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    Quote Originally Posted by Mcgyver View Post
    first of all, bake it into the price. The corporate track star in treasury basking in their brilliance doesn't realize we charge for this nonsense.

    btw a customer owing you money isn't debt (as in a liability), its an asset. You can borrow against it or sell it for cash. i.e. get a line of credit. banks will margin against your A/R, usually 75%, 50% on inventory, if its good receivables which it will be if its Giant Co Global Inc. Or sell the A/R - factoring.

    Finally, get terms from your suppliers. An increase your payables makes your cashflow go up - it offsets or counters the inrease in A/R which reduces cashflow
    There are also some of these larger companies that base their terms on 90 day and work with financing companies to offer discounts for pay as quick as 10 days. I've taken advantage of such programs and built the cost into the price.

    It is a lousy set of circumstances as a general statement. It is simply the big guy taking advantage of the little guy because they can. It is a lot like the big OEMs that decide to take your historical 100-piece orders, tell you that they've adopted a "kanban" system and expect you to take the order at the 100-piece price with 25-piece releases when they need them.

    The need for the business causes us to find the best way to work with them. It can even be a competitive advantage for the stronger shops when smaller competitors aren't able to comply.

    Another thing that makes it bad is that most shops simply don't have the buying power to pass the terms along to our supply base. It forces us to get a LOC secured by A/R or find some other way.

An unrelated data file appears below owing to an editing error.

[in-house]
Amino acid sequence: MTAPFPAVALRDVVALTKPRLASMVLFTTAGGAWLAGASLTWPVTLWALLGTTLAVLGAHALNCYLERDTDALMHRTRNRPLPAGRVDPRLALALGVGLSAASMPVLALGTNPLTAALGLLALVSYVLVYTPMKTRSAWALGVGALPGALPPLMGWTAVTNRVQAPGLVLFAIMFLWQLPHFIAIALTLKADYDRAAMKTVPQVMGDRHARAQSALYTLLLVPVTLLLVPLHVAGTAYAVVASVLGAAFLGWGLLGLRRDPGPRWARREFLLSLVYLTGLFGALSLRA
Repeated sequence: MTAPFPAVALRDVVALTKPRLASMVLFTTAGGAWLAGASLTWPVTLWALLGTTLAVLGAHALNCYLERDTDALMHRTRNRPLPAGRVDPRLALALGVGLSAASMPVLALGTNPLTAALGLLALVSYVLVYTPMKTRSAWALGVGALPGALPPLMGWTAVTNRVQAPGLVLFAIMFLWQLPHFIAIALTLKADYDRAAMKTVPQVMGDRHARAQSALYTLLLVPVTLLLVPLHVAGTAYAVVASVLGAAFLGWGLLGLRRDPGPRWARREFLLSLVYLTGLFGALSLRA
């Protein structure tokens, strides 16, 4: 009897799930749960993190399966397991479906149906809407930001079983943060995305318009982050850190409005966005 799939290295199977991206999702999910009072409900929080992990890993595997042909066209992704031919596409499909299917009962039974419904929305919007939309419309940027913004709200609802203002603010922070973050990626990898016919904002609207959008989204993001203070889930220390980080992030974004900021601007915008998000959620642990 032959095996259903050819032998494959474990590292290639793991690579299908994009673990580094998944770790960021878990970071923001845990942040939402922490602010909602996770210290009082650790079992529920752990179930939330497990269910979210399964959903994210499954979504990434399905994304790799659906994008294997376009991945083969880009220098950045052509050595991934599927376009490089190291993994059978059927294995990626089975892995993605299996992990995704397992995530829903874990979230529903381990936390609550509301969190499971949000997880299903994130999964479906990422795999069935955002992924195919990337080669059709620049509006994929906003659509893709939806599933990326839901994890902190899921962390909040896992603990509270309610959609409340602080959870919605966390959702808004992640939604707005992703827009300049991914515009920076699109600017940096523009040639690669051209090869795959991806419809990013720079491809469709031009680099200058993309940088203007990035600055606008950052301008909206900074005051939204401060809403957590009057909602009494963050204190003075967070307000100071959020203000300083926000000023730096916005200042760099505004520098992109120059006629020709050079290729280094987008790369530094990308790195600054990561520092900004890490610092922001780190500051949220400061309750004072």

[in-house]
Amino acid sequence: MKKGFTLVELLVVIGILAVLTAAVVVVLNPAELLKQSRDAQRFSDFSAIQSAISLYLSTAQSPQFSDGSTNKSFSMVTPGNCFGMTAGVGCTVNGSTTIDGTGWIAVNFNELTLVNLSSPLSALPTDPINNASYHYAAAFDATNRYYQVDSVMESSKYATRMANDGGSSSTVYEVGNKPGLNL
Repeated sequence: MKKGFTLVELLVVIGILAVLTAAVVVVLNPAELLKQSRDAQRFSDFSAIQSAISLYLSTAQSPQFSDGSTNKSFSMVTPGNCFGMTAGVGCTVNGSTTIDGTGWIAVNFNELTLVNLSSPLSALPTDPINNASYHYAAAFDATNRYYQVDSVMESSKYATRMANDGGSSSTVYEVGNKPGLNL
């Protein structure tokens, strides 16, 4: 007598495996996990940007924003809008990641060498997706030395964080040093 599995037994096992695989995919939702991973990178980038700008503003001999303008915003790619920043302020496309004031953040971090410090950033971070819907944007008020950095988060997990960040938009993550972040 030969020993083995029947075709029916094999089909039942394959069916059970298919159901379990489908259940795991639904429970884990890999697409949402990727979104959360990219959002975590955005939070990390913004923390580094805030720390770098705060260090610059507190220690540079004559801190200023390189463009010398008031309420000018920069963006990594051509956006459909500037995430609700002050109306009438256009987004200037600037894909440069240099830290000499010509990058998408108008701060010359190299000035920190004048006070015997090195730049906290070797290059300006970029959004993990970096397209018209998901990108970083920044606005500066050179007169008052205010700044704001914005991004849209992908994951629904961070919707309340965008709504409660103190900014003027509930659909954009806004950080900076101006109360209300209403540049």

At the end of the day, the weight of the financing cycle is being held by the smallest link in the chain and it sucks.

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    Quote Originally Posted by jobshopblog.com View Post

    At the end of the day, the weight of the financing cycle is being held by the smallest link in the chain and it sucks.
    This is probably the most compelling statement.

    Shops are always at risk, customers don't see this. The bigger business, they don't really care.

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    Quote Originally Posted by drom68 View Post
    This is probably the most compelling statement.

    Shops are always at risk, customers don't see this. The bigger business, they don't really care.
    Back when I was playing Dualkit my second largest customer filed bankruptcy. Come to find out the now long deceased crook that owned the place had pulled this before with other businesses. He had great lawyers and was able to fleece the company while running up debts. At the time the guy was famous for his custom limousines and vehicles. He was even on television multiple times. The guy had a string of expensive homes and over the top vehicles and toys. What shocked me was they were out of business for a week, then up and running in the same location under a different name. They pretty much had no assets as their building and equipment was all leased, plus the mechanics, body men and general laborers all provided their own tools.